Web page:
We seem to have come now to the discussion of political machinery, but, as in our discussion of the League of Nations, we can see that our attitude to such questions of machinery will vary as we regard the force-bearing organization with its national and territorial basis as the primary fact in the community, to be distinguished sharply from all other organizations, or regard the possession of organized force as the expression of men’s settled and permanent will to maintain their common interests and safeguard the conditions of the good life. If we consistently follow out Green’s dictum that will, not force, is the basis of the state, we shall be anxious that the political organization to which we render obedience shall follow the actual ramifications of common interests and of men’s willingness to co-operate, and shall recognize that the national state with its territorial basis represents only one form of such ramification.
The view that political action is not confined to constitutional and governmental channels will not imply that we must give up the distinction between society and the state. For, on the one hand, trade unions have only arisen because of the special need for a common safeguarding of common interests produced by economic relations. Economic relations need to be controlled by, but cannot be superseded by, politics. On the other hand, as we have seen, the work of such associations as churches is different in kind from the work done by political organizations. The inculcation and development of moral ideals and the safeguarding of the conditions of the good life are complementary functions. Each is impossible without the other. But that does not make them identical, however closely interfused they may be.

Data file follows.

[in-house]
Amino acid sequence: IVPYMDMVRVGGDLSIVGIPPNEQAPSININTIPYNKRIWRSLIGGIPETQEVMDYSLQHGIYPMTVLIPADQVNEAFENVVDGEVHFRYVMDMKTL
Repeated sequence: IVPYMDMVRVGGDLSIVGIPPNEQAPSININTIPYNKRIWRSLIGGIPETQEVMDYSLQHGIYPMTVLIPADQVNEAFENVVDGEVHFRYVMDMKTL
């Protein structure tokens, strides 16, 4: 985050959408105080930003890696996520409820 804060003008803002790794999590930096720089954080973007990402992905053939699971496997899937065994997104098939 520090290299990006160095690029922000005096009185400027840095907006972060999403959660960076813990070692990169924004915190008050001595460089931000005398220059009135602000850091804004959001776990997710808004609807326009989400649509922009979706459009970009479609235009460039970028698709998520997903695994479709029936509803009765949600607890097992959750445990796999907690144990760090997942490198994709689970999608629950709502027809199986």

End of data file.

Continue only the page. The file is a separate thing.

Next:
If, then, we accept the political theory of idealism as a theory of society, we must recognize in social life the distinction between ethical, economic, and political relations, and the task before Political Theory is to define the relations between politics and economic activities on the one side and ethical activities on the other, and that in a society which is not confined within the bounds of a single nation state. The intricate ramifications of vast economic undertakings and the common aspirations and ideals of humanity are but signs of a solidarity of mankind that political philosophy must recognize in all the problems it has to face.
Green, Principles of Political Obligation.
Bosanquet, Philosophical Theory of the State.
Barker, Political Thought in England from Spencer to to-day.
Hobhouse, The Metaphysical Theory of the State.
Figgis, Churches in the Modern State.
Cole, Labour in the Commonwealth.
Cole, Self Government in Industry.
Delisle Burns, The Morality of Nations.